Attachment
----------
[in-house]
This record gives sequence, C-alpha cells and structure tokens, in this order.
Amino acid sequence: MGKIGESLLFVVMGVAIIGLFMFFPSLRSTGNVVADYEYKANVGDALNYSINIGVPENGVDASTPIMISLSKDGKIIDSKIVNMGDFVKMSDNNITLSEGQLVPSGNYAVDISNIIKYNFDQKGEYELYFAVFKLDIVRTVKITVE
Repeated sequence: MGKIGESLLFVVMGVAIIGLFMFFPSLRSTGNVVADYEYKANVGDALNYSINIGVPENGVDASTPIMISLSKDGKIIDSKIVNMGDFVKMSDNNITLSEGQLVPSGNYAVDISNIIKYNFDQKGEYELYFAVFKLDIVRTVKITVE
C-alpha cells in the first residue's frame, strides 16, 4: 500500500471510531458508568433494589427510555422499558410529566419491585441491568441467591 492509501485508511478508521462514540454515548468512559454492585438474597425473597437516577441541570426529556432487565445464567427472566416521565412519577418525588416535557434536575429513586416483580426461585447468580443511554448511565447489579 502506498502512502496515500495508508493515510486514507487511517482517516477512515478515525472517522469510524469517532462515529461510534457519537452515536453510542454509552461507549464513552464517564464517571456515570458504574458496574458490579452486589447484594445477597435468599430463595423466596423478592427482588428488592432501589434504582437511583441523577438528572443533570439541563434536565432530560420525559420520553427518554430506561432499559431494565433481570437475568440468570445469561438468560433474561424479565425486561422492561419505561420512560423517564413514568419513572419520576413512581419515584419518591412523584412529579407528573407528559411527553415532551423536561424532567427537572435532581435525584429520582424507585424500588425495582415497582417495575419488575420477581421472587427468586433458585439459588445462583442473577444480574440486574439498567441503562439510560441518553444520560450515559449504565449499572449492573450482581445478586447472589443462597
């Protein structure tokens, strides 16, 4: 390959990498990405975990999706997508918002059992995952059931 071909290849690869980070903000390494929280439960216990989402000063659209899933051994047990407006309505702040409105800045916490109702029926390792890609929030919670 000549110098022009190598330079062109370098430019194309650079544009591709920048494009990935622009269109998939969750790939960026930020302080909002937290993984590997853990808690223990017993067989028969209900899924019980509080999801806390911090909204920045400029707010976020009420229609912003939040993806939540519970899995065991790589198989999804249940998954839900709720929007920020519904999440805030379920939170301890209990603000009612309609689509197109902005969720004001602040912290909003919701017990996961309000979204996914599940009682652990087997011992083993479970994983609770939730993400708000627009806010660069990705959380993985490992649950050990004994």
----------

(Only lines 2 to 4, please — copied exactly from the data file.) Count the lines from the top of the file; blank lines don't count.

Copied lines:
This record gives sequence, C-alpha cells and structure tokens, in this order.
Amino acid sequence: MGKIGESLLFVVMGVAIIGLFMFFPSLRSTGNVVADYEYKANVGDALNYSINIGVPENGVDASTPIMISLSKDGKIIDSKIVNMGDFVKMSDNNITLSEGQLVPSGNYAVDISNIIKYNFDQKGEYELYFAVFKLDIVRTVKITVE
Repeated sequence: MGKIGESLLFVVMGVAIIGLFMFFPSLRSTGNVVADYEYKANVGDALNYSINIGVPENGVDASTPIMISLSKDGKIIDSKIVNMGDFVKMSDNNITLSEGQLVPSGNYAVDISNIIKYNFDQKGEYELYFAVFKLDIVRTVKITVE